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Cyber Monday: 10 ways you can protect yourself from online shopping fraud

·5 min read
Work is carried out at Amazon's new fulfilment centre after it was opened by Scotland's First Minister Alex Salmond in Dunfermline, Scotland, November 15, 2011.The warehouse covers more than one million square feet (93,000 square metres), about the size of 14 soccer pitches, and is Amazon?s biggest in the United Kingdom. It will create 750 permanent jobs, along with a further 1,500 temporary jobs during peak periods.  REUTERS/Russell Cheyne (BRITAIN - Tags: POLITICS BUSINESS)
Work is carried out at Amazon's new fulfilment centre. As shoppers approach the peak season for ordering online, following a virtual Black Friday in the UK this year, here are some tips to evade potential fraud this Cyber Monday. Photo: Reuters/Russell Cheyne

As shoppers approach the peak season for ordering online, following a virtual Black Friday in the UK this year, here are some tips to evade potential fraud this Cyber Monday.

Christmas amid COVID-19 lockdowns means a boom in online shopping has never been more prevalent. Here are consumer website Which?’s top tops for protecting yourself online.

1. Know who you're buying from

Stick with the big names when buying online if you possibly can. Big brands are much safer for you to shop from a vendor you’ve never heard of.

If something you want to buy is only available from a business you don’t know, do some research. Look for reviews of the seller to see what experience other people have had with them. See how long the website has been registered by going to whois.icann.org and typing in the website URL.

This will tell you who owns the domain name and when it was first registered, as well as giving you contact details for the website managers. A domain that was only bought very recently suggests that the business is, at best, very new.

2. Use a separate email address for online shopping

It’s worth having a separate email address for setting up and managing online accounts.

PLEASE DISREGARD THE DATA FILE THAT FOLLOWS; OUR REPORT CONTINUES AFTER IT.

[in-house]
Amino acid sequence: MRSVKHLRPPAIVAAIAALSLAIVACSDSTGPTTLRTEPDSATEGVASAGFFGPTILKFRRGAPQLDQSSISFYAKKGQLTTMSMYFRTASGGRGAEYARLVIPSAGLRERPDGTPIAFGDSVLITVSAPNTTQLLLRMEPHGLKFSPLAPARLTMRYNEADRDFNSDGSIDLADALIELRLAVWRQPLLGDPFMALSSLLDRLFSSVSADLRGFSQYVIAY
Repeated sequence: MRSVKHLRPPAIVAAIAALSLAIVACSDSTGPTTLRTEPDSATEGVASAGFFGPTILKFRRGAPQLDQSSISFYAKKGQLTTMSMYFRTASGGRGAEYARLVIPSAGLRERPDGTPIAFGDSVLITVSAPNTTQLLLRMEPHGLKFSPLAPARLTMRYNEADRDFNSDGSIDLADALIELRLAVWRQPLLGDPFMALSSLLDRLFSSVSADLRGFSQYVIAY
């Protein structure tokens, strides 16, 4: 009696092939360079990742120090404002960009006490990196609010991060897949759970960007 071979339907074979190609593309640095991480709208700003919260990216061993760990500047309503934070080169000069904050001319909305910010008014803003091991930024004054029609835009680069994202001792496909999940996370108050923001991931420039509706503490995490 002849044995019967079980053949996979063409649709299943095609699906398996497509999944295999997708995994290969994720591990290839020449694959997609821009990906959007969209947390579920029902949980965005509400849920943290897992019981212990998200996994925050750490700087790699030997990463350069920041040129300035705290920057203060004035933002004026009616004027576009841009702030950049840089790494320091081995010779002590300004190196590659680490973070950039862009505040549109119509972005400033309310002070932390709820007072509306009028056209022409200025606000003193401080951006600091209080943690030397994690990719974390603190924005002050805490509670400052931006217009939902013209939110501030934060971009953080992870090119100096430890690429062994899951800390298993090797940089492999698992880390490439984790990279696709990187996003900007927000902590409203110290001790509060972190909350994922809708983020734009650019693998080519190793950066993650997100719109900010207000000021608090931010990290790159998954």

Not only does that keep your personal or work inbox clear of notifications and potential spam, but it also means you keep important information such as work documents and family emails separate from newsletters and emails telling you that a delivery is on its way.

Also, should the email address associated with your online shopping accounts be compromised, then your sensitive data remains safe in your private inbox.

Watch: Why can't governments just print more money?

READ MORE: Black Friday shopping slows as lockdown sees non-essential retailers shut

3. Check that the website is secure

You’ll see a lot of advice to only use a website that displays a padlock in the address bar, and that remains advisable.

However, the padlock only tells you that the website is encrypted and that it’s securely sending your details, such as your password and card details from your device, to its servers. It doesn’t tell you anything about the authenticity or trustworthiness of the people behind the website.

4. Too much information

Be careful about how much information you give away when you create an account with an online retailer.

Look out for the asterisk (*) on web forms that tell you when you must fill in that field: obviously a website needs your name, address, email address and payment details, but many sites also try to collect additional information, such as your clothing size or an additional phone number.